Rugby Union: Hunter's idealism carries him beyond the pain barrier: Northampton's injury-prone full-back returns to club duty today with a quiet eye on resurrecting his international career. Steve Bale reports

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HERE is an unthinkable reflection on this modern rugby world, unthinkable because it comes from an England international. 'There is a big point to make about why we go out on Saturday and train on Tuesday and Thursday: because we love playing the game.'

Not a trace of cynicism and, good heavens, no mention of money - sorry, material reward from non-rugby-related activities. Just the unalloyed joy of running, passing, kicking and tackling, and when you remember that Ian Hunter has spent more time not doing these things over the past year or so than doing them, perhaps his idealism is not so surprising after all.

The 24-year-old graphic designer at last returns to the game he loves this afternoon when he reappears at full-back for Northampton at Bristol. He has one successful second- team game behind him. It is more than four months since a dislocated shoulder put him out of the Lions tour of New Zealand after half of the first match. In Hunter's case it was par for the course; last season was an endless recuperation.

Knee, eye, shoulder. . . one anatomical thing after another before, during and after Hunter became an England (and Lions) wing. Wing? That's another story which may have ended now that Jon Webb has retired and England are looking for a full-back. 'Without any question he is a full-back - who can also play on the wing,' Glenn Ross, the New Zealander who coaches him at Northampton, said.

More of that later. Meanwhile Hunter's recent misfortune has been such that recapturing an England place is low among his priorities. 'I like playing for England - and I would like to play for England,' he said. 'But I've decided that for me this season is simply to get back into the rugby scene.

'The rest will take care of itself. To think above the club is pointless because in the end it's not up to me. If England decide my form is good enough I will be selected.' Fair enough, but Hunter is already in the England squad and, with New Zealand at Twickenham on 27 November, the only realistic full-back opposition is provided by Jonathan Callard, of Bath, in prime form, and David Pears of Harlequins, who because of his own injury problem may not play for another month.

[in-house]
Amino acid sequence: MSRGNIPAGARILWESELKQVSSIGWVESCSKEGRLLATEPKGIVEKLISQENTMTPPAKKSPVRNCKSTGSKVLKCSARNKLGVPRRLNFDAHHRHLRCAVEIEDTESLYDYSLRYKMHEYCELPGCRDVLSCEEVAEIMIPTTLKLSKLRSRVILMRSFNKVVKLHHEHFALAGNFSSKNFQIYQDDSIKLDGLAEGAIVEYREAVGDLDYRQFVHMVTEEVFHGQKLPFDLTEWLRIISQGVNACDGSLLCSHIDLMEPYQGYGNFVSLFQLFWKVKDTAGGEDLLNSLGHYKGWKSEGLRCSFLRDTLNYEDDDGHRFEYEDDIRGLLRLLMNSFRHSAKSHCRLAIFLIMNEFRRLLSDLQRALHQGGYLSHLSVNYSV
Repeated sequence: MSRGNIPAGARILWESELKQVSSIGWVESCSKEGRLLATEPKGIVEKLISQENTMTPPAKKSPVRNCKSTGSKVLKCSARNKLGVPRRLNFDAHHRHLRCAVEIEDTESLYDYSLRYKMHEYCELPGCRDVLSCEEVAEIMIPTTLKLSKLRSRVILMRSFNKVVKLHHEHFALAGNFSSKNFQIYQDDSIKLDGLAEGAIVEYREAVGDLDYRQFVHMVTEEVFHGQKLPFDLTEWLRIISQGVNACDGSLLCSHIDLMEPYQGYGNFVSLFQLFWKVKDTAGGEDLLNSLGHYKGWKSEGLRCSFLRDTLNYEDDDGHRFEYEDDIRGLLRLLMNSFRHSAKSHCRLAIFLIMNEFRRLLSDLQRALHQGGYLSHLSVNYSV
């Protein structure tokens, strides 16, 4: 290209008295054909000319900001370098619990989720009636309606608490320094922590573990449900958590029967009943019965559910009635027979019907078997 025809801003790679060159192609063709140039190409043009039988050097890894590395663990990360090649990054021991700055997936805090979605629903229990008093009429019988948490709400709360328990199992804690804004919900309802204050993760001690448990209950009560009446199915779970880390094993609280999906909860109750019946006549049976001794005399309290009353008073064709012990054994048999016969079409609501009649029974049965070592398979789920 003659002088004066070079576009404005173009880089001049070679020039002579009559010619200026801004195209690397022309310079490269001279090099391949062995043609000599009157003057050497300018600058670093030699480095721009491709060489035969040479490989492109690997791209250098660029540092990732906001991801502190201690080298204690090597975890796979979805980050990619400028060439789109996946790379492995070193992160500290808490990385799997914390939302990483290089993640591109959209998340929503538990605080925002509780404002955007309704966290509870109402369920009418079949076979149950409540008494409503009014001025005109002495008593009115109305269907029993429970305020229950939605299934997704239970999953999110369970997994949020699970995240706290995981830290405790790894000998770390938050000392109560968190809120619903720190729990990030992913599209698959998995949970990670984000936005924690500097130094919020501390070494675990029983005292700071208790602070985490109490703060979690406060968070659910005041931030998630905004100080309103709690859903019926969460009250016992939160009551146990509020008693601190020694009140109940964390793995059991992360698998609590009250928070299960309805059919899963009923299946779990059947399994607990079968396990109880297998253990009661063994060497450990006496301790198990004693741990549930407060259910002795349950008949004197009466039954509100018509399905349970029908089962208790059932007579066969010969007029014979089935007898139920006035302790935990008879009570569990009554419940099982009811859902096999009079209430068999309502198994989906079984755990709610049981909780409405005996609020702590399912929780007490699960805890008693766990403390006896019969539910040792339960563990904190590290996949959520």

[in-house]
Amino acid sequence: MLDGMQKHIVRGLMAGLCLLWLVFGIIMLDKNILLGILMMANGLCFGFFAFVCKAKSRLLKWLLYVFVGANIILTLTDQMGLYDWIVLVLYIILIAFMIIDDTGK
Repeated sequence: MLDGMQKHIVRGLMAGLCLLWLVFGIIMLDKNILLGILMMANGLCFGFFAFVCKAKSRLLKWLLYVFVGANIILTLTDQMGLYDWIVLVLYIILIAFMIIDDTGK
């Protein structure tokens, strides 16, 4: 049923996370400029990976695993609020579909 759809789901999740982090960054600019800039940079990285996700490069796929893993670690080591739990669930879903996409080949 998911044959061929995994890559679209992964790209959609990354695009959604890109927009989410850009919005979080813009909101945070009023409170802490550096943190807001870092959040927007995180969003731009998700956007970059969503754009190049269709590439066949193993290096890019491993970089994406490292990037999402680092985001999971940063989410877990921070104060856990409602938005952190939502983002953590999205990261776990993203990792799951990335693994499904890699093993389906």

Which presumes Hunter, in accordance with his desire, is not still being considered as a wing. Even if this presumption is rash, Hunter points out that playing out of position was an additional reason that last season was so trying for him. Add all the injuries and you find a player of immense talent driven to distraction. 'I had played really well the previous season, got

myself fit, and then everything seemed to go wrong,' he said. 'I had freakish accidents, got a kick in the eye, hurt myself playing football and finally dislocated my shoulder. I never really enjoyed my rugby. I only played a handful of games for my club and was always battling my way back from injury.'

Not quite everything went wrong; for one thing, Hunter played for England. But what a season it was. He had - impressively - gone through the England B tour of New Zealand on one leg because of fluid on the knee. Then there was a knee operation in September but a remarkably quick recovery permitted his England debut on the wing against Canada last October.

Two tries meant his retention out of position against South Africa, but he was kicked on the leg playing football with his Northampton team-mates and had to make way for Tony Underwood, a real wing. With Geoff Cooke and the England management obsessed with keeping him on the wing, Hunter returned against France, scoring the critical try, but when he faced Wales his eyeball was scratched and when he was chosen for the Lions as a wing it was more on faith than certainty.

The rest was dismal history for Hunter and if he was never stuck on the wing again he would hardly complain. The way he talks suggests he is not too bothered about playing for England, either. 'I can only hope the bad luck is all behind me. It was hard because I was open for criticism for being selected out of position and for going through with it when not fully fit.

'I've put that behind me now. I'm injury-free and all I'm looking forward to is a full season of rugby. Only time, and how I play, will

decide what will happen from there. I'm not putting added pressure on myself by worrying about England now that Jon Webb has retired. That's the last thing on my mind. If I'm chosen I'll be pleased; if not, I'll be giving my support from the touchline. I've changed.'

Hunter will play wing if required but it is less a preference than a requirement that henceforth he be considered at full-back, where Northampton will continue to pick him long after today's First Division game at Bristol is out of the way. 'I'm not even contemplating changing position,' he said. 'I play because I enjoy it and the position I enjoy is full-back. If England said I wouldn't ever play unless I moved to wing I wouldn't play for England. I would carry on with my club rugby at full-back.'

This is evidence of change. As he makes his comeback, rugby no longer gets to Ian Hunter beyond its basic pleasure: enjoyment, pure and simple. If Cooke wants a reference, how about this from Glenn Ross? 'Fully fit, he is one of the most gifted rugby players I've ever been associated with - and I've been associated with a few.'

If Ross needs a reference he used to coach Waikato, who now hold New Zealand rugby's mystical prize, the Ranfurly Shield. Partial witness he may be, but surely good enough for Hunter. . . and England.

(Photograph omitted)